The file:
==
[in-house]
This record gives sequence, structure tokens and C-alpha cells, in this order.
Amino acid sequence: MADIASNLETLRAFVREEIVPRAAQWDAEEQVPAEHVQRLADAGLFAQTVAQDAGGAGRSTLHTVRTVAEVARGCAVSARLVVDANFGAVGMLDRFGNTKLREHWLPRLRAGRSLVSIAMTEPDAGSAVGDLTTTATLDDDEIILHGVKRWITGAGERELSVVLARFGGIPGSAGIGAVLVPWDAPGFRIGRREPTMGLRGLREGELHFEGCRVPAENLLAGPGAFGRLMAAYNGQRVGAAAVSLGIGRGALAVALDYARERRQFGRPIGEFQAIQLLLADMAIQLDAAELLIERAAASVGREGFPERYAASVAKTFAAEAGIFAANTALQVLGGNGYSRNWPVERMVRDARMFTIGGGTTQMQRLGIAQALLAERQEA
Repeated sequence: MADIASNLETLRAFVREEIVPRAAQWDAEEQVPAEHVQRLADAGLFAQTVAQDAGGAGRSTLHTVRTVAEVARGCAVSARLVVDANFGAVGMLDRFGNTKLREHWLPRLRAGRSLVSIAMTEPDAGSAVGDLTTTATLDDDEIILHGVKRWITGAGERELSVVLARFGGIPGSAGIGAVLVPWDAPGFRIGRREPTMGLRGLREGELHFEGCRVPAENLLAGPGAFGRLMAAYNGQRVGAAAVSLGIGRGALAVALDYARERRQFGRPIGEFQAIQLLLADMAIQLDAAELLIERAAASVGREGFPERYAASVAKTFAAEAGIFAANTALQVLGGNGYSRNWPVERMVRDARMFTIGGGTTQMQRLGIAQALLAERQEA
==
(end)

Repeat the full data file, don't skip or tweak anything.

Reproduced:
[in-house]
This record gives sequence, structure tokens and C-alpha cells, in this order.
Amino acid sequence: MADIASNLETLRAFVREEIVPRAAQWDAEEQVPAEHVQRLADAGLFAQTVAQDAGGAGRSTLHTVRTVAEVARGCAVSARLVVDANFGAVGMLDRFGNTKLREHWLPRLRAGRSLVSIAMTEPDAGSAVGDLTTTATLDDDEIILHGVKRWITGAGERELSVVLARFGGIPGSAGIGAVLVPWDAPGFRIGRREPTMGLRGLREGELHFEGCRVPAENLLAGPGAFGRLMAAYNGQRVGAAAVSLGIGRGALAVALDYARERRQFGRPIGEFQAIQLLLADMAIQLDAAELLIERAAASVGREGFPERYAASVAKTFAAEAGIFAANTALQVLGGNGYSRNWPVERMVRDARMFTIGGGTTQMQRLGIAQALLAERQEA
Repeated sequence: MADIASNLETLRAFVREEIVPRAAQWDAEEQVPAEHVQRLADAGLFAQTVAQDAGGAGRSTLHTVRTVAEVARGCAVSARLVVDANFGAVGMLDRFGNTKLREHWLPRLRAGRSLVSIAMTEPDAGSAVGDLTTTATLDDDEIILHGVKRWITGAGERELSVVLARFGGIPGSAGIGAVLVPWDAPGFRIGRREPTMGLRGLREGELHFEGCRVPAENLLAGPGAFGRLMAAYNGQRVGAAAVSLGIGRGALAVALDYARERRQFGRPIGEFQAIQLLLADMAIQLDAAELLIERAAASVGREGFPERYAASVAKTFAAEAGIFAANTALQVLGGNGYSRNWPVERMVRDARMFTIGGGTTQMQRLGIAQALLAERQEA